"The story of how I got into the movies is very commonly known," Aldo said in a gravelly basso, launching into a rambling reminiscence about returning from Navy service at the end of World War II, marrying a local girl and playing junior-college football, and then getting himself elected constable of Crockett at the age of 22. "Yeah, the guy I ran against was a 16-year incumbent, and I destroyed him with 80 percent of the vote! I was going to work my way up to the U.S. Senate, see, and I would've, too, but then my brother Guido--you'll meet him maybe tomorrow--saw an article in the San Francisco Chronicle and talked me into going with him to a 'cattle call' for extras in Saturday's Hero with John Derek and Donna Reed. We were both gonna be big movie stars, you know? And the director, David Miller--damned good guy--heard about my winning the election and asked me to give a speech. I did, and he signed me up that night to a seven-year contract with Columbia. Out of 400 athletes who showed up, I was the only one they picked for the long haul."

Leaving his foothold in politics had been a difficult choice, Aldo said, but after eight months on the job as constable, he got a call from the well-known director George Cukor, who wanted to test him for what turned out to be the male lead in his production of The Marrying Kind. "By then, Saturday's Hero was playing and people were asking, 'Who's the guy with the voice?' So Cukor tutored me for four days and said, 'Resign your job, kid. You can't wear two hats.' Two weeks later, I got divorced from my first wife, appointed a new constable, and headed for L.A. at $200 a week, which was pretty good money in '51.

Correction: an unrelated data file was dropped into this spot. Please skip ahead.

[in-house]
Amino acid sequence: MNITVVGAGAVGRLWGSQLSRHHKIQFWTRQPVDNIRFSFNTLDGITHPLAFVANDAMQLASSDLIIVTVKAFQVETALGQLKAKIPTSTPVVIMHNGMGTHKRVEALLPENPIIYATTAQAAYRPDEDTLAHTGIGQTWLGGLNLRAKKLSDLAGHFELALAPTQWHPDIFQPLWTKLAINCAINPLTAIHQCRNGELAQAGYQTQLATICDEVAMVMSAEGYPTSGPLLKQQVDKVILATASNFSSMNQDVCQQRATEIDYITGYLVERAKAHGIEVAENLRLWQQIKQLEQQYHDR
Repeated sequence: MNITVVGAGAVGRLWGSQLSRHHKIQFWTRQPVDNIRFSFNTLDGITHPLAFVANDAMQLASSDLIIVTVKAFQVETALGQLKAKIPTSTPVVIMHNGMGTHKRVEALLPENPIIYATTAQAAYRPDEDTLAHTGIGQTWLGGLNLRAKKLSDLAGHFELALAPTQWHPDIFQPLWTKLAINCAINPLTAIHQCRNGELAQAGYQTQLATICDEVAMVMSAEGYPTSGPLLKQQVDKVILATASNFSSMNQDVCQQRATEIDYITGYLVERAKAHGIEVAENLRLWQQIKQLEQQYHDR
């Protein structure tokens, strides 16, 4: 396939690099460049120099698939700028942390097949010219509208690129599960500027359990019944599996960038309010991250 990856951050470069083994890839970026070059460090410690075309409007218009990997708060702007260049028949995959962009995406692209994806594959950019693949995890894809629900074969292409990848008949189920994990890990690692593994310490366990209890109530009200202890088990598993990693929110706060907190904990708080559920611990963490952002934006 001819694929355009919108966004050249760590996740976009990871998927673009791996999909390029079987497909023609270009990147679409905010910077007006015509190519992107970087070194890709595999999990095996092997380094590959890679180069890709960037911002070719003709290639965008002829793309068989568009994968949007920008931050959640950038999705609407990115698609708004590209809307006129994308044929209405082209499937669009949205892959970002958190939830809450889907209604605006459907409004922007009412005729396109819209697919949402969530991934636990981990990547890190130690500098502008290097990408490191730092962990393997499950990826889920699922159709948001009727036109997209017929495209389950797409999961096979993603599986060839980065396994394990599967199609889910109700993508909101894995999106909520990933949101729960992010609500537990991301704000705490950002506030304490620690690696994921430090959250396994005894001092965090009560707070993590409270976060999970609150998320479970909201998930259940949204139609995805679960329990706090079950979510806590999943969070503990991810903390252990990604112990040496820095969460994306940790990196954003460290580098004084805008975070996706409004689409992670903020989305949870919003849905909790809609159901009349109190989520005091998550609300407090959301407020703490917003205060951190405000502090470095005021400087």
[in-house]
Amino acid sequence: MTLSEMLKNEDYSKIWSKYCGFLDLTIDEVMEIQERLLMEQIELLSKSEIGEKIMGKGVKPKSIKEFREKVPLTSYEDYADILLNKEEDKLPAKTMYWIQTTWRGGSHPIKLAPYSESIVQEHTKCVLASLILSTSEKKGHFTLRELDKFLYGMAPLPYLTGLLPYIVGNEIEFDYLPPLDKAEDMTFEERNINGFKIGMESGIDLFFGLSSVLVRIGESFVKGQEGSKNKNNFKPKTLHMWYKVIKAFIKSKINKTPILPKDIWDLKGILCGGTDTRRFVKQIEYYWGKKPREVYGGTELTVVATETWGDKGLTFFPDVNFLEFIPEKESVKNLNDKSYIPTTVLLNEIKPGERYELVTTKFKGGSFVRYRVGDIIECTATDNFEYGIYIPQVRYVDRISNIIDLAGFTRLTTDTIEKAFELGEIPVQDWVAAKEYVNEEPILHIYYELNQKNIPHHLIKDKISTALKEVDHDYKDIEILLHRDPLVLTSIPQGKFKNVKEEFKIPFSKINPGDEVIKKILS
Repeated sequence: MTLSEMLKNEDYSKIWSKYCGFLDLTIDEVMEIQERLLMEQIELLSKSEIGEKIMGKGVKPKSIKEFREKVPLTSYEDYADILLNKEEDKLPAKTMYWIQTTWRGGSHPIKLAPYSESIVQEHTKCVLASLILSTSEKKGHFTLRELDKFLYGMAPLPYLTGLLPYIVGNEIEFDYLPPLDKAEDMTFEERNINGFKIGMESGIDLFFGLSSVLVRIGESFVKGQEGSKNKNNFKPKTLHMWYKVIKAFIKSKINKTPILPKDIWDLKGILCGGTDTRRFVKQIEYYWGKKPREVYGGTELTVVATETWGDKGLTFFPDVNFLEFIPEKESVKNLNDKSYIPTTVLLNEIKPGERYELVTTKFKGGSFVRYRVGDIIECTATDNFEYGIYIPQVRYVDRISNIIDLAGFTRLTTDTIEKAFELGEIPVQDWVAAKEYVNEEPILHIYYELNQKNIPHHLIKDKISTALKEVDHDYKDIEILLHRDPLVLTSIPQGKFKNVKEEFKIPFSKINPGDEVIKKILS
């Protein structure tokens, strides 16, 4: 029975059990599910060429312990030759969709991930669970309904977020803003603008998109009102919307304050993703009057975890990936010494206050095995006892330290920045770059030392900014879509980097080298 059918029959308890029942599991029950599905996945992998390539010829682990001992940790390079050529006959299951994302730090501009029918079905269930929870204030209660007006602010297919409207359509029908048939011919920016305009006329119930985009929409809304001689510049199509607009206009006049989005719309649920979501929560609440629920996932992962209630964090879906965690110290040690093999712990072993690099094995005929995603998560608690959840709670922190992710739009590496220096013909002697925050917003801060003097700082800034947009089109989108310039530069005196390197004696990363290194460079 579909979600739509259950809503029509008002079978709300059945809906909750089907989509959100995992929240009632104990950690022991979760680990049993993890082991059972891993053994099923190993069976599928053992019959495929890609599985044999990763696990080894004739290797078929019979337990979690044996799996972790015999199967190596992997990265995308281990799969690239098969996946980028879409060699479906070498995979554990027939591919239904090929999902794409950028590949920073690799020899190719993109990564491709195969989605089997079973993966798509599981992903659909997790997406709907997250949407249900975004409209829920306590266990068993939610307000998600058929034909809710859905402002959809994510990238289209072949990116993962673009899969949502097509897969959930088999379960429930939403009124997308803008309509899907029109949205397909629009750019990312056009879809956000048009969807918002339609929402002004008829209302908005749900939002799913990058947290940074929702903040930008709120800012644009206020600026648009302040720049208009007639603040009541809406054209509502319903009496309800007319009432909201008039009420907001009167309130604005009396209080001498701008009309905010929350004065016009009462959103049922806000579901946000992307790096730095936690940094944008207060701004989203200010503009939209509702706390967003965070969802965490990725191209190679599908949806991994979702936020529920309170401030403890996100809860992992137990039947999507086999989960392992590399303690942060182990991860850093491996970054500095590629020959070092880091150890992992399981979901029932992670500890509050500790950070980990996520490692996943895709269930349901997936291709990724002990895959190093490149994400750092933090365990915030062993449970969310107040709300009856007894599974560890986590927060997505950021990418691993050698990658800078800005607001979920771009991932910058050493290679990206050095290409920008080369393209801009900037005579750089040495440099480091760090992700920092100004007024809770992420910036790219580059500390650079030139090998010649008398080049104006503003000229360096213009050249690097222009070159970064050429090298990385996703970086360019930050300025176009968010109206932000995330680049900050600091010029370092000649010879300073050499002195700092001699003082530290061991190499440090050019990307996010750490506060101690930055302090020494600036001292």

"Harry Cohn [the head of Columbia Studios] singled me out--Uncle Harry himself. And Max Arnow, who was in charge of talent at Columbia. Max never liked me. Because I wasn't a 'person of the theater' and I didn't care about acting. But Harry gave me one standing order: 'No acting lessons, kid, or you'll ruin whatever it is you've got.' Harry decided that I was going to be in "A" pictures or nothing, and while he was alive, he never let me do a picture that was sub-"A." After The Marrying Kind, when Cukor wanted to take me with him to MGM for Pat and Mike, Cohn said okay--but I had to get star billing along with Spencer Tracy and Katharine Hepburn. Spencer says, 'You mean the sheriff of Crockett... we're giving the sheriff of Crockett star billing?' " Aldo boomed out a laugh that bounced from wall to wall.